World Series JWIB! Bad Pitching Unmasked
The question that kept replaying in my mind during the Astros’ 9-5 thumping of Atlanta on Sunday night was this: What the heck took them so long? Throughout this bizarre World Series, Atlanta has continuously marched marginal major league pitchers to the mound to face what is supposed to be baseball’s best offense.
I mean no offense but — Dylan Lee? Kyle Wright? Chris Martin? Tucker Davidson? Jesse Chavez? Drew Smyly?
Two big league innings? Six innings this year? Thirty-five-year-old on sixth team? Twenty-one big league innings? Thirty-seven-year-old on 11th team? Lefty junkballer released twice in 2019?
This is the World Series?
There’s a famous “Saturday Night Live” skit where Dana Carvey is playing George H.W. Bush in a presidential debate, and he goes on some rambling, say-nothing message just so he can fill up his time, and Jon Lovitz as Mike Dukakis turns to the camera and says, “I can’t believe I’m losing to this guy.”
That has to be how the Astros feel. They came into this Series with the everything offense. Most runs. Most hits. Highest average. Highest on-base percentage. Best strikeout-to-walk ratio. Deepest lineup. This team obliterated Chicago’s excellent starting rotation — not one of the White Sox starters managed to last even five innings — and then they mercilessly destroyed the Red Sox by outscoring them 23-3 in the last three games of the ALCS.
And then they find themselves up against a wounded Braves team that’s wandering all the Peachtree Streets in town just to find a starting pitcher … and they can’t do a thing. It has been so weird.
But, finally, Houston broke through. Atlanta’s Adam Duvall started off the game with a grand slam, which seemed to put the Astros in trouble. If Atlanta had its regularly scheduled starter, Charlie Morton, available, they might have been able to start unboxing the champagne. Alas, Morton was home recovering from surgery to repair a broken fibula, and the Braves were counting on Tyler Davidson, a former 19th-round draft pick who pitched 43 total innings this year, counting the 23 innings he threw in the minor leagues.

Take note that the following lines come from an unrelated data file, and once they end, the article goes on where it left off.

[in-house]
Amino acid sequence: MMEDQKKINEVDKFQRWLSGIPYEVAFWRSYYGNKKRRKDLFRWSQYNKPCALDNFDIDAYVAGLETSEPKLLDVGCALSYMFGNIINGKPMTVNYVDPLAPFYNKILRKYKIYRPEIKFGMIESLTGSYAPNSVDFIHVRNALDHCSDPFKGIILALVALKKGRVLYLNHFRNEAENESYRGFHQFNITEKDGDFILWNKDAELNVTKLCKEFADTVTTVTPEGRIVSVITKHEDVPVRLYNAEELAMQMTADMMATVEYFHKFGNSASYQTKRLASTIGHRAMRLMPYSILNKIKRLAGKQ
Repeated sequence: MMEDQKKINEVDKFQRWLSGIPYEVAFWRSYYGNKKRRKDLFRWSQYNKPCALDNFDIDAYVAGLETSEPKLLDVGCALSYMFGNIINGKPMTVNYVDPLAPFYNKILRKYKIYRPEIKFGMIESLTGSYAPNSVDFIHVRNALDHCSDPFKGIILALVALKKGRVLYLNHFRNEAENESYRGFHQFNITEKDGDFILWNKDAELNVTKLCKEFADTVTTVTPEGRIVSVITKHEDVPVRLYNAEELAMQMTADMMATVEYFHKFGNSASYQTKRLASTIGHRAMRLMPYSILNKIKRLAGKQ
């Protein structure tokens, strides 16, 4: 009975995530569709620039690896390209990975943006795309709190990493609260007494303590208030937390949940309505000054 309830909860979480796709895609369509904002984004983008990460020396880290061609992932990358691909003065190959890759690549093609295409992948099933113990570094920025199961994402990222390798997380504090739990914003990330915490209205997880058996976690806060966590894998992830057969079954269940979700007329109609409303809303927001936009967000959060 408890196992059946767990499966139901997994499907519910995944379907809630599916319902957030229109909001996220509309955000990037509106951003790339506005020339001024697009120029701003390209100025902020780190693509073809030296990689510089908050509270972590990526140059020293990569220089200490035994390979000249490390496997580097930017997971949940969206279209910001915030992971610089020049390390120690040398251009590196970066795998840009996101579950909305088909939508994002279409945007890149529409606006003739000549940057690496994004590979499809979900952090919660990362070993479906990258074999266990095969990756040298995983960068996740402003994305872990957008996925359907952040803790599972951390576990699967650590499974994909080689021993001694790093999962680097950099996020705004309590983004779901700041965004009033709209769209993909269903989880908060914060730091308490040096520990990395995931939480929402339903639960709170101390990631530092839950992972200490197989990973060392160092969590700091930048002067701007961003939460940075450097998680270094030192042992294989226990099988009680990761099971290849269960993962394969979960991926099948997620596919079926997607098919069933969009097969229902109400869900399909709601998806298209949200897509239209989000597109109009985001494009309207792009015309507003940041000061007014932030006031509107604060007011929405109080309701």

Davidson had survived the first inning thanks to Carlos Correa’s double-play grounder, but it was clear in the second just how overmatched he was — a single by Yuri Gurriel, a walk to Kyle Tucker, an opposite-field double by the previously ice-cold Alex Bregman and a long sacrifice fly by Martin Maldonado made the score 4-2. Astros manager Dusty Baker helped Davidson and Atlanta out by sending pitcher Framber Valdez to the plate with a runner on third and his team down two runs in an elimination game. And Valdez dutifully struck out.
But Atlanta manager Brian Snitker repaid the favor in the second by letting Davidson hit — apparently, Snitker was convinced that Davidson had a little more to give. It’s worth mentioning that Davidson has had seven big-league at-bats, and he has struck out all seven times. There was a lot of weepy, “This might be the last time we see pitchers hit,” commentary being written before and during this game. I would guess I’m about as romantic about baseball as anybody but, yeah, I don’t need to see any more Framber Valdez or Tucker Davidson at-bats. I’m good.
Back to the game — third inning, Davidson got Jose Altuve to ground to short, but Dansby Swanson booted it. I’m telling you: I cannot figure out Dansby Swanson.
Davidson then walked Michael Brantley on five pitches, and that was that.
In came Jesse Chavez, who has been in baseball for a long, long time. When he looked into the crowd and saw Hall of Famer Chipper Jones in the stands, he didn’t think, “Wow, Braves legend!” He thought, “Hey, former teammate!” Chavez immediately gave up a 105-mph-exit-velocity double to Correa to score a run. He gave up an RBI grounder to Gurriel. The score was tied.
Third inning, Valdez — who was still in there — threw a middle-middle 95-mph fastball to Freddie Freeman. There are probably more dangerous things a pitcher can do than throw middle-middle 95-mph fastballs to Freddie Freeman, but none really come to mind. Freeman disintegrated the baseball. Really, he hit it so hard that the ball became antimatter and disappeared from the known universe. Atlanta led 5-4.